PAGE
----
It would be great if you included captions on your video. While I am not deaf, I belong to a fitness group with over 16k members. I'd love for them to be able to enjoy the video as well. As a suggestion, you could use YouTube to offer the video and turn on the automatic closed captions. While not as accurate, they do a pretty good job. Thank you! OH, and if you do this, please let me know and I'll share it!
Hey, Joseph: thank you for pointing this out. We’ve turned on the YouTube captioning. Also, we provide transcripts for our lecture videos, as linked in the post above, for those who would like to read along.
Dr Ede is one of the most honestly curious researchers out there. We are so lucky to have her spend time going through these nutrition reports with such thoughtfulness. She is not bombastic or polarizing, which I think makes her powerful in a special way. Her take on the EAT Lancet is the best out there. I greatly appreciate her wisdom. In her piece for Psychology Today (1/19/2019), which details the issues with the EAT Lancet report, she breaks down each claim and the points out inconsistencies, errors or faulty assumptions. This is my favorite:
8. Everyone should eat a vegan diet, except for most people
"Although their diet plan is intended for all “generally healthy individuals aged two years and older,” the authors admit it falls short of providing proper nutrition for growing children, adolescent girls, pregnant women, aging adults, the malnourished, and the impoverished — and that even those not within these special categories will need to take supplements to meet their basic requirements.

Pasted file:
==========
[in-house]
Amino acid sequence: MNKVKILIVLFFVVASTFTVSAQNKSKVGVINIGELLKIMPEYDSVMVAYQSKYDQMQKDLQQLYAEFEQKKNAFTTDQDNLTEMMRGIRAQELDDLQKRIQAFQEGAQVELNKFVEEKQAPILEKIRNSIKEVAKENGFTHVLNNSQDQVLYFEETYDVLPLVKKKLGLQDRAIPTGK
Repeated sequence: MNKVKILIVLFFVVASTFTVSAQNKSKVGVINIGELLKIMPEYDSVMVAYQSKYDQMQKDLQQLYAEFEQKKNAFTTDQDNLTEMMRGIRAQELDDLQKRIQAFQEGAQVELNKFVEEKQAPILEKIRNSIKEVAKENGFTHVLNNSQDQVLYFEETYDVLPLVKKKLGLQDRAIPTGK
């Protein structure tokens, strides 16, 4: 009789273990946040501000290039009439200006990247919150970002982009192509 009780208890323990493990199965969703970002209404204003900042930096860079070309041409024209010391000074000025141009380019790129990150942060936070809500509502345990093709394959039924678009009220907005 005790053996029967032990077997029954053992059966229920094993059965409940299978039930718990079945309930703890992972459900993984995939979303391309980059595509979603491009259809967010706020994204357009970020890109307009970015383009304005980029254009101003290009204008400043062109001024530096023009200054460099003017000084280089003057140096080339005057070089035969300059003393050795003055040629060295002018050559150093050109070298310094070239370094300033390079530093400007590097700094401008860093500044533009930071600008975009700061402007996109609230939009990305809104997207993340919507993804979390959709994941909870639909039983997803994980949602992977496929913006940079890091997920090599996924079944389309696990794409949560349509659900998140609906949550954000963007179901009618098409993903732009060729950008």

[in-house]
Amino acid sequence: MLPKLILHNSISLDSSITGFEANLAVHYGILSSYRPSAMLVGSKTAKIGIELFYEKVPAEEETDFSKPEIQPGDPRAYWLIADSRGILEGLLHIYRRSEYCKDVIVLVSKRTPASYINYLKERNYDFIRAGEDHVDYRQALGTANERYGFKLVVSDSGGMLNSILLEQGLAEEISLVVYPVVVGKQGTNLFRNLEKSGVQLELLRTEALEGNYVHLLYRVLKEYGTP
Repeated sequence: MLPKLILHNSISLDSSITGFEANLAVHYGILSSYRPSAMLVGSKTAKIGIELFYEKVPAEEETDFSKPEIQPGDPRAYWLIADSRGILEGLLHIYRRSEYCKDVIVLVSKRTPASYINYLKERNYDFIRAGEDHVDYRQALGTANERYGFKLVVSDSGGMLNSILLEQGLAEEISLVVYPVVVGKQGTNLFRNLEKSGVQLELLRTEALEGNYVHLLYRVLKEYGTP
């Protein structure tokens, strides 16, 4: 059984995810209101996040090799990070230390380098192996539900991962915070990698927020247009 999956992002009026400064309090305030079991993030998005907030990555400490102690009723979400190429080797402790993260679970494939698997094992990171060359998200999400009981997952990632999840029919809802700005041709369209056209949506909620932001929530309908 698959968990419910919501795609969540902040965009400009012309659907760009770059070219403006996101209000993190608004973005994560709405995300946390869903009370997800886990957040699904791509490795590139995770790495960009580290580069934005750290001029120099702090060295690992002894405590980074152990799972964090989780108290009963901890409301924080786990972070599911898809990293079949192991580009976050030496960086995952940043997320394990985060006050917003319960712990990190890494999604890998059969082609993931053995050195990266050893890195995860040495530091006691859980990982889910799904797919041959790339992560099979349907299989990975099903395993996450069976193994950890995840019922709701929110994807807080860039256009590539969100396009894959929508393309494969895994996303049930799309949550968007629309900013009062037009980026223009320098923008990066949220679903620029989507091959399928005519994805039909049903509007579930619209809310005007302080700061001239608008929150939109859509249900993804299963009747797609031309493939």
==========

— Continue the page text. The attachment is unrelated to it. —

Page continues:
Sadder still is the fact that the majority of people in this country and in many other countries around the world are no longer metabolically healthy, and this high-carbohydrate plan doesn’t take them into consideration.
'In controlled feeding studies, high carbohydrate intake increases blood triglyceride concentrations, reduces HDL [aka “good”] cholesterol concentration, and increases blood pressure, especially in people with insulin resistance.” [page 12]
For those of us with insulin resistance (aka “pre-diabetes”) whose insulin levels tend to run too high, the Commission’s high-carbohydrate diet — based on up to 60% of calories from whole grains, in addition to fruits and starchy vegetables — is potentially dangerous. The Commission half-acknowledges this by recommending that even healthy people limit consumption of starchy roots like potatoes and cassava flour due to their high glycemic index, but oddly does not mention grain and legume flours, or high glycemic index fruits, leaving the door open for processed food companies to market products like pasta, cereal and juice beverages to its plant-based planet. High insulin levels strongly increase the risk for numerous chronic diseases and can mean a lifetime of medications, disability, and early death. If the Commission read its own report it would find support for the notion that those of us with metabolic damage may be better off increasing our meat intake and decreasing our carbohydrate intake:
“In a large controlled feeding trial, replacing carbohydrate isocalorically with protein reduced blood pressure and blood lipid concentrations.” [page 8]
This was the 2005 OmniHeart trial, which used 50% plant protein and 50% animal protein. It would seem the only people who should eat a vegan diet are people who make the informed choice to eat a vegan diet, despite the risks.”
That’s just one point. The whole thing is so, so good. Definitely worth the read if you haven’t already.
Thanks for sharing. It's great to see how Coach Glassman's goal of the website to be for "anyone who has a brain" take shape.
The bit about going straight to the methods section of nutrition studies to see the actual food that each control group is being fed is a useful tool to better understand studies from the outset.
Georgia Ede: Brainwashed — The Mainstreaming of Nutritional Mythology5